Renault still recruiting and enhancing work processes, Chester says

Renault still recruiting and enhancing work processes, Chester says

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Nick Chester

Nick Chester joined Enstone in 2000 and occupied various roles before becoming Chassis Technical Director in 2013.

Nick graduated from Cambridge in 1991 and joined Simtek Research in vehicle simulation. His first taste of Formula 1 came in 1994 with Simtek, before joining Arrows Grand Prix in 1995 for vehicle simulation and later suspension design. Nick was Performance Engineer for Damon Hill and Pedro Diniz in 1997 and then Race Engineer for Mika Salo and Pedro de la Rosa between 1998 and 1999.

Chester then moved to Benetton in 2000 as Test Engineer, working with Alexander Wurz, Giancarlo Fisichella and Mark Webber

Nick advanced to Performance Engineer for Fisichella in 2001 and Jarno Trulli in 2002-2004, contributing to the Italian’s sole Grand Prix win in Monaco in 2004.

2005 saw him step up to Head of Vehicle Performance Group (VPG), playing a part in Renault’s double championship wins of 2005 and 2006, including the development of the tuned mass damper system, which was a major innovation during that era.

Nick became Head of Performance Systems in 2010 and then Engineering Director in 2011. He contributed to the development of the race winning E20 and E21. Nick then took the role as Technical Director responsible for the design and development of every Formula 1 car to come out of Enstone since 2013, including 2019’s R.S.19.

Tell us about the 2019 Renault F1 Team car, the Renault R.S.19?

There has been significant evolution of the regulations, which were born from last season where cars couldn’t race closely together due to large downforce losses in aero wakes. The main changes for 2019, after discussions between the teams and the FIA over the course of last season, are a 200mm wider and simpler front wing, a change to the front drums, lower bargeboards and a bigger, wider and higher rear wing with increased DRS. It wasn’t a straightforward process in terms of interpreting the rules. We lost downforce in the early stages of the development. We’ve aimed to improve the overall packaging of the car, and notably to make the car lighter. We have a little more ballast to play with due to the minimum driver weight changing to 80kg.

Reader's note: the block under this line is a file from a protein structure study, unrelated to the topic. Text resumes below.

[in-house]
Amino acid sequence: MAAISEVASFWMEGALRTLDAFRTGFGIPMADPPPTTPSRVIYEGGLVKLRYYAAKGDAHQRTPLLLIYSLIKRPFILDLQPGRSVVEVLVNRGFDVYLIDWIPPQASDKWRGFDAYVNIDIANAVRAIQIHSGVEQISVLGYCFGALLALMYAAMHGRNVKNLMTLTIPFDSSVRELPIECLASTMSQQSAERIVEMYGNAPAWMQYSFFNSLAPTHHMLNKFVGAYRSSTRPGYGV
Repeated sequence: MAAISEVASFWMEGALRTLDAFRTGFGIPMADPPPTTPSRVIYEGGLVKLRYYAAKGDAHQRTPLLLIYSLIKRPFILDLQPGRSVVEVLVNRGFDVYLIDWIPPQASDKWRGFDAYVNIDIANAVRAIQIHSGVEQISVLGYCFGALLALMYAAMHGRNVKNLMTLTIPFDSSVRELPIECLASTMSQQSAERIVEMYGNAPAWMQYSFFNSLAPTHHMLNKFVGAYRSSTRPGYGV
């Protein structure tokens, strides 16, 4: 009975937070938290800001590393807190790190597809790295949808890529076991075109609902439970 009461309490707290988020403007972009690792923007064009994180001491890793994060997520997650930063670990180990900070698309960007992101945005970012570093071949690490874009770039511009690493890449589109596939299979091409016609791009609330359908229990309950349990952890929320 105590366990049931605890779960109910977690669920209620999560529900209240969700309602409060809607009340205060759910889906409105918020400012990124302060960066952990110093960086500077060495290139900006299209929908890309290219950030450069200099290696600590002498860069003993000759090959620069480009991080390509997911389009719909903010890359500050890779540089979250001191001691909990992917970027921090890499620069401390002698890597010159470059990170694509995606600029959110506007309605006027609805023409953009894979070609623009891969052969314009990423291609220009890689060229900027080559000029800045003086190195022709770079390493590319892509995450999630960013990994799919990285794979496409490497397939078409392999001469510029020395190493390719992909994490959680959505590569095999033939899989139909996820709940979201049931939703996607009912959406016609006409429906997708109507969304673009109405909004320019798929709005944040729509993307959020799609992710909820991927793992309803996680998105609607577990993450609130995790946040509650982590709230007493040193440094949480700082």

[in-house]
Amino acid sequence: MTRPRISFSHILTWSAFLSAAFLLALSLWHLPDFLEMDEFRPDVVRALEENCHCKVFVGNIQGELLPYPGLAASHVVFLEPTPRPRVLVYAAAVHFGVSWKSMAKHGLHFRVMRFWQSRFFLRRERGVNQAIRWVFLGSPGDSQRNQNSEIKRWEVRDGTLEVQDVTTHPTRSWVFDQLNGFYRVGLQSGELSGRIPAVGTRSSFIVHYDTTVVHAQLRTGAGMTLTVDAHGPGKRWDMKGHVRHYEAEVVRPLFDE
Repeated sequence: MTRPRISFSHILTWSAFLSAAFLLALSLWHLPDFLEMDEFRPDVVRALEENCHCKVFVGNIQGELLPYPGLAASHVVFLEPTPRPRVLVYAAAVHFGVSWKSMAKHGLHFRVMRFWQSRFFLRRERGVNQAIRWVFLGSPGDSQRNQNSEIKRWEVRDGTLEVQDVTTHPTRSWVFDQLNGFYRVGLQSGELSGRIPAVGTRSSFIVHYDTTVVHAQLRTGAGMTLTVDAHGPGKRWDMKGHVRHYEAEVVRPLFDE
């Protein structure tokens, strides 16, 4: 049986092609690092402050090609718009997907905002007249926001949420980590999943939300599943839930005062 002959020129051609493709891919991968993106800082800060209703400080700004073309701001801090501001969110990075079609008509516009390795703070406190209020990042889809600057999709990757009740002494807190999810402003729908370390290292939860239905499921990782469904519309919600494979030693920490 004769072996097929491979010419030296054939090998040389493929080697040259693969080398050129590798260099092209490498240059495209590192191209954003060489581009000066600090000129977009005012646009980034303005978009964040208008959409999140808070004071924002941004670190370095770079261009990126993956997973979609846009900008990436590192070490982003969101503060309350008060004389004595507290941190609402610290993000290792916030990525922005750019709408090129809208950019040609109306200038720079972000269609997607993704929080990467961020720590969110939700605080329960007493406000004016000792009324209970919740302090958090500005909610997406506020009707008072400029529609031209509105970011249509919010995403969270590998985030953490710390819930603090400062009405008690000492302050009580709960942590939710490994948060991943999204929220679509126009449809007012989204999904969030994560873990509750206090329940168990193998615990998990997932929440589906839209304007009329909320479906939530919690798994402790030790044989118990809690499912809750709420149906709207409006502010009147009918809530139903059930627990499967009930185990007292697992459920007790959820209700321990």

What new resources has the team been able to harness for the creation of the R.S.19?

The whole capacity of the team has come up. The current infrastructure is top-level with better machining centres for chassis machining where we can work to tighter tolerances. We’ve made improvements to the wind tunnel, we have a paint shop on site, which means we can push things later and still have top quality finish. The new clean room is fantastic, it’s double in size from its predecessor, making composite lay-up more efficient and that’s helping us push to get the car ready. All over the factory there have been improvements and at the same time we’ve been building the engineering capabilities of the team. We’re still recruiting, enhancing our work processes and the organisation is strengthening all the time.

How much have the drivers influenced the development process of the car?

Nico is very good to work with because he’s clear with what he wants from the car. He knows the solutions we can give him that will make him go quicker. It’s very good talking to Daniel, he’s new to us and we’re new to him but he’s very open and his initial feedback is quite close to Nico’s. What we’re trying to put into the car should work for both of them. The closer they are with feedback, the easier it is to develop the car. It’s an incredibly strong line-up. They are both quick, they work hard and have great feedback.

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